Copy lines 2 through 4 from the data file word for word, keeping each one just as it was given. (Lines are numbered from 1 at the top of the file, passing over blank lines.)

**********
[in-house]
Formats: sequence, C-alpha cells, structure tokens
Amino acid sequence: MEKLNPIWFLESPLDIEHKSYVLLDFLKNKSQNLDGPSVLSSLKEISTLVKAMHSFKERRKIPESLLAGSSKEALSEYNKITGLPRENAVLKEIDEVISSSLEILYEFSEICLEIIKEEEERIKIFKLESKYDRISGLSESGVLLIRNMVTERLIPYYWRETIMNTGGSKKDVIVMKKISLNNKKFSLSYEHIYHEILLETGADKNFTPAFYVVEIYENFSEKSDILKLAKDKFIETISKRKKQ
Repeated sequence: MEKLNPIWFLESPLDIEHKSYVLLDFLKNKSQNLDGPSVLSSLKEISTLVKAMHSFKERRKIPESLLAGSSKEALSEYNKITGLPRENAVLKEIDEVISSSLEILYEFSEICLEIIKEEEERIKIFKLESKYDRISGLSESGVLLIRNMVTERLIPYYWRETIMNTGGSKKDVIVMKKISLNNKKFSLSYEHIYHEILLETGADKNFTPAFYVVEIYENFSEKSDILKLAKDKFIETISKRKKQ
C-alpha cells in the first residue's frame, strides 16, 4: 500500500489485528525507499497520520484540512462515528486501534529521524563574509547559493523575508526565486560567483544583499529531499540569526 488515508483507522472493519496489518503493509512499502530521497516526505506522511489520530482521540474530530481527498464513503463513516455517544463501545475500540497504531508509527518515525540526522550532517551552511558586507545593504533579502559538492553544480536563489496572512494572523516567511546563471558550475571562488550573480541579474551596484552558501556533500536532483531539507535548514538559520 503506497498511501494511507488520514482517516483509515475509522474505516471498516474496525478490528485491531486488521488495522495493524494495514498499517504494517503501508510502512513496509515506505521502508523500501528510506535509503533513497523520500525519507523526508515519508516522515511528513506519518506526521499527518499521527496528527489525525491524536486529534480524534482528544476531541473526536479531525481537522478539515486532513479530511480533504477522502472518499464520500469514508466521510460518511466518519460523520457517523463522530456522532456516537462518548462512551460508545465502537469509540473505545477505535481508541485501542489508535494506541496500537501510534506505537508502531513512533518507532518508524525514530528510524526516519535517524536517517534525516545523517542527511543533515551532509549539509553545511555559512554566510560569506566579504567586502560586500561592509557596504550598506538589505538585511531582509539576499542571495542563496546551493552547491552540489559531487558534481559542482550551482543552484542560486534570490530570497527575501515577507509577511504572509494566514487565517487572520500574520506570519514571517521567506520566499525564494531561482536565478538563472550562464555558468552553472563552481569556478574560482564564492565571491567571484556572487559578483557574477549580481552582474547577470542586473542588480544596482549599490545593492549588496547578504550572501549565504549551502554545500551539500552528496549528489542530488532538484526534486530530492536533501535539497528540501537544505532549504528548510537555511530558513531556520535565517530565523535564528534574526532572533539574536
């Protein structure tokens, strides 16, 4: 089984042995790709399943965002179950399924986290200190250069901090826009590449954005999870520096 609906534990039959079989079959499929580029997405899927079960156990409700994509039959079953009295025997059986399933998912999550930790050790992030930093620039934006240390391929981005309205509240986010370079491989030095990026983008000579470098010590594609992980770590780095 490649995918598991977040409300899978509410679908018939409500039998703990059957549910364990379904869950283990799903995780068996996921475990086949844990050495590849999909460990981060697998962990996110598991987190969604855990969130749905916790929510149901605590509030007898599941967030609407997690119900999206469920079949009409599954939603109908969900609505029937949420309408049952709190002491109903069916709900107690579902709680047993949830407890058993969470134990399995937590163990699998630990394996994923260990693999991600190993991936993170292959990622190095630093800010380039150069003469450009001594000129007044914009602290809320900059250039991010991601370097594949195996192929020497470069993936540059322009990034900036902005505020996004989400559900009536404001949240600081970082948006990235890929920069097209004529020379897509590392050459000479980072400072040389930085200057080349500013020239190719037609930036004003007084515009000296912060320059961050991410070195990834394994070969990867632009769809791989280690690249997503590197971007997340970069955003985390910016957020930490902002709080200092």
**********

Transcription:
Formats: sequence, C-alpha cells, structure tokens
Amino acid sequence: MEKLNPIWFLESPLDIEHKSYVLLDFLKNKSQNLDGPSVLSSLKEISTLVKAMHSFKERRKIPESLLAGSSKEALSEYNKITGLPRENAVLKEIDEVISSSLEILYEFSEICLEIIKEEEERIKIFKLESKYDRISGLSESGVLLIRNMVTERLIPYYWRETIMNTGGSKKDVIVMKKISLNNKKFSLSYEHIYHEILLETGADKNFTPAFYVVEIYENFSEKSDILKLAKDKFIETISKRKKQ
Repeated sequence: MEKLNPIWFLESPLDIEHKSYVLLDFLKNKSQNLDGPSVLSSLKEISTLVKAMHSFKERRKIPESLLAGSSKEALSEYNKITGLPRENAVLKEIDEVISSSLEILYEFSEICLEIIKEEEERIKIFKLESKYDRISGLSESGVLLIRNMVTERLIPYYWRETIMNTGGSKKDVIVMKKISLNNKKFSLSYEHIYHEILLETGADKNFTPAFYVVEIYENFSEKSDILKLAKDKFIETISKRKKQ